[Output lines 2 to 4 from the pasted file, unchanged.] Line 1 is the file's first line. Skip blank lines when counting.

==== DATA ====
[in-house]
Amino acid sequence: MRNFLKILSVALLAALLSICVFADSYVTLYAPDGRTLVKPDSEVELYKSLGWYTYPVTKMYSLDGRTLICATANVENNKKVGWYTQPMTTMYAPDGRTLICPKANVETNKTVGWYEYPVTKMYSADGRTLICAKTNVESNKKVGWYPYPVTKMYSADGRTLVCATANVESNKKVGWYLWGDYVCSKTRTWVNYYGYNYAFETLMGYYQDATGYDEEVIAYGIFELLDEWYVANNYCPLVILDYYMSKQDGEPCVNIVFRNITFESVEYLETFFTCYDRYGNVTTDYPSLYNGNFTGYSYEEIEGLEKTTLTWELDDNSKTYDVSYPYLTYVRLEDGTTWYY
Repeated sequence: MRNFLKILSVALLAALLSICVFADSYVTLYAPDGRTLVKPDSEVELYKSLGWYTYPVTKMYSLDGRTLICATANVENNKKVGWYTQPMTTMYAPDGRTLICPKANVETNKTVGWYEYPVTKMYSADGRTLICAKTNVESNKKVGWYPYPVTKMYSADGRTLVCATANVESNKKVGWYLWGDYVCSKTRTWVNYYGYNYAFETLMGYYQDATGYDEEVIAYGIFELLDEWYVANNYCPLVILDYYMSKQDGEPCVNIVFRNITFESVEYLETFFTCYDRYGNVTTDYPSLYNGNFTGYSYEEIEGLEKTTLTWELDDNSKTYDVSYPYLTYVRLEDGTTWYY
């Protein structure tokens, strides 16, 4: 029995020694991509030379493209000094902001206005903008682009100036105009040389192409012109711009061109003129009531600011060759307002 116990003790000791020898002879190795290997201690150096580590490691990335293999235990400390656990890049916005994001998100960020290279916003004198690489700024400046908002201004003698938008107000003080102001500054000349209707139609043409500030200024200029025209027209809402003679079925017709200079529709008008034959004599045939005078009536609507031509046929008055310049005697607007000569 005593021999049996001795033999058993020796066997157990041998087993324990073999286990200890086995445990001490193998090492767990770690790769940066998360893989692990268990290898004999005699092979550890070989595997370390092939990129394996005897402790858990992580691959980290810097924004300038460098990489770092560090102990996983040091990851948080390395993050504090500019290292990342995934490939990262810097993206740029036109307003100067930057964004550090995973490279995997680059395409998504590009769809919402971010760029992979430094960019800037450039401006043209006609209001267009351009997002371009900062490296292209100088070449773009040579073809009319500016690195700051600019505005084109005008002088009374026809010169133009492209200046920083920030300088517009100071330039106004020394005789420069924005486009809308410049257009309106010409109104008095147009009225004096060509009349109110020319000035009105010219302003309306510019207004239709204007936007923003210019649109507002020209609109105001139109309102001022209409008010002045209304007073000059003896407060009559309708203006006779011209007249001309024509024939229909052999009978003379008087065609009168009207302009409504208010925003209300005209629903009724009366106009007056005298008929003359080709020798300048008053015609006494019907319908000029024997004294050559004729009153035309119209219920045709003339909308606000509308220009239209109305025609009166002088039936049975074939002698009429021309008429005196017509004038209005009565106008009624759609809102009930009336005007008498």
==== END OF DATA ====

Amino acid sequence: MRNFLKILSVALLAALLSICVFADSYVTLYAPDGRTLVKPDSEVELYKSLGWYTYPVTKMYSLDGRTLICATANVENNKKVGWYTQPMTTMYAPDGRTLICPKANVETNKTVGWYEYPVTKMYSADGRTLICAKTNVESNKKVGWYPYPVTKMYSADGRTLVCATANVESNKKVGWYLWGDYVCSKTRTWVNYYGYNYAFETLMGYYQDATGYDEEVIAYGIFELLDEWYVANNYCPLVILDYYMSKQDGEPCVNIVFRNITFESVEYLETFFTCYDRYGNVTTDYPSLYNGNFTGYSYEEIEGLEKTTLTWELDDNSKTYDVSYPYLTYVRLEDGTTWYY
Repeated sequence: MRNFLKILSVALLAALLSICVFADSYVTLYAPDGRTLVKPDSEVELYKSLGWYTYPVTKMYSLDGRTLICATANVENNKKVGWYTQPMTTMYAPDGRTLICPKANVETNKTVGWYEYPVTKMYSADGRTLICAKTNVESNKKVGWYPYPVTKMYSADGRTLVCATANVESNKKVGWYLWGDYVCSKTRTWVNYYGYNYAFETLMGYYQDATGYDEEVIAYGIFELLDEWYVANNYCPLVILDYYMSKQDGEPCVNIVFRNITFESVEYLETFFTCYDRYGNVTTDYPSLYNGNFTGYSYEEIEGLEKTTLTWELDDNSKTYDVSYPYLTYVRLEDGTTWYY
């Protein structure tokens, strides 16, 4: 029995020694991509030379493209000094902001206005903008682009100036105009040389192409012109711009061109003129009531600011060759307002 116990003790000791020898002879190795290997201690150096580590490691990335293999235990400390656990890049916005994001998100960020290279916003004198690489700024400046908002201004003698938008107000003080102001500054000349209707139609043409500030200024200029025209027209809402003679079925017709200079529709008008034959004599045939005078009536609507031509046929008055310049005697607007000569 005593021999049996001795033999058993020796066997157990041998087993324990073999286990200890086995445990001490193998090492767990770690790769940066998360893989692990268990290898004999005699092979550890070989595997370390092939990129394996005897402790858990992580691959980290810097924004300038460098990489770092560090102990996983040091990851948080390395993050504090500019290292990342995934490939990262810097993206740029036109307003100067930057964004550090995973490279995997680059395409998504590009769809919402971010760029992979430094960019800037450039401006043209006609209001267009351009997002371009900062490296292209100088070449773009040579073809009319500016690195700051600019505005084109005008002088009374026809010169133009492209200046920083920030300088517009100071330039106004020394005789420069924005486009809308410049257009309106010409109104008095147009009225004096060509009349109110020319000035009105010219302003309306510019207004239709204007936007923003210019649109507002020209609109105001139109309102001022209409008010002045209304007073000059003896407060009559309708203006006779011209007249001309024509024939229909052999009978003379008087065609009168009207302009409504208010925003209300005209629903009724009366106009007056005298008929003359080709020798300048008053015609006494019907319908000029024997004294050559004729009153035309119209219920045709003339909308606000509308220009239209109305025609009166002088039936049975074939002698009429021309008429005196017509004038209005009565106008009624759609809102009930009336005007008498």